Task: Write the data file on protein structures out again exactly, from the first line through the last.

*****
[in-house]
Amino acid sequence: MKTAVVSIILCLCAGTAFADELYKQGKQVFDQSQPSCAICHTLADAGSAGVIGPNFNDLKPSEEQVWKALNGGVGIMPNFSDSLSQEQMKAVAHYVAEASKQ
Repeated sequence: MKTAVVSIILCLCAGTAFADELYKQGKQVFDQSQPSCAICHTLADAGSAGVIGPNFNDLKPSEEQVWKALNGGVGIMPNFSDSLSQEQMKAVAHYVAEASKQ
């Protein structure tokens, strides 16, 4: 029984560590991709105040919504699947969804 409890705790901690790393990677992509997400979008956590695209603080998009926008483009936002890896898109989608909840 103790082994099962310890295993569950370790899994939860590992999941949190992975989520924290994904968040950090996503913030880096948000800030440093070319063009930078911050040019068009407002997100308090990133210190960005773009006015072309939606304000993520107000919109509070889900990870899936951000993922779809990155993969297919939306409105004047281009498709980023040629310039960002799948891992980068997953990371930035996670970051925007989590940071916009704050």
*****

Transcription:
[in-house]
Amino acid sequence: MKTAVVSIILCLCAGTAFADELYKQGKQVFDQSQPSCAICHTLADAGSAGVIGPNFNDLKPSEEQVWKALNGGVGIMPNFSDSLSQEQMKAVAHYVAEASKQ
Repeated sequence: MKTAVVSIILCLCAGTAFADELYKQGKQVFDQSQPSCAICHTLADAGSAGVIGPNFNDLKPSEEQVWKALNGGVGIMPNFSDSLSQEQMKAVAHYVAEASKQ
């Protein structure tokens, strides 16, 4: 029984560590991709105040919504699947969804 409890705790901690790393990677992509997400979008956590695209603080998009926008483009936002890896898109989608909840 103790082994099962310890295993569950370790899994939860590992999941949190992975989520924290994904968040950090996503913030880096948000800030440093070319063009930078911050040019068009407002997100308090990133210190960005773009006015072309939606304000993520107000919109509070889900990870899936951000993922779809990155993969297919939306409105004047281009498709980023040629310039960002799948891992980068997953990371930035996670970051925007989590940071916009704050």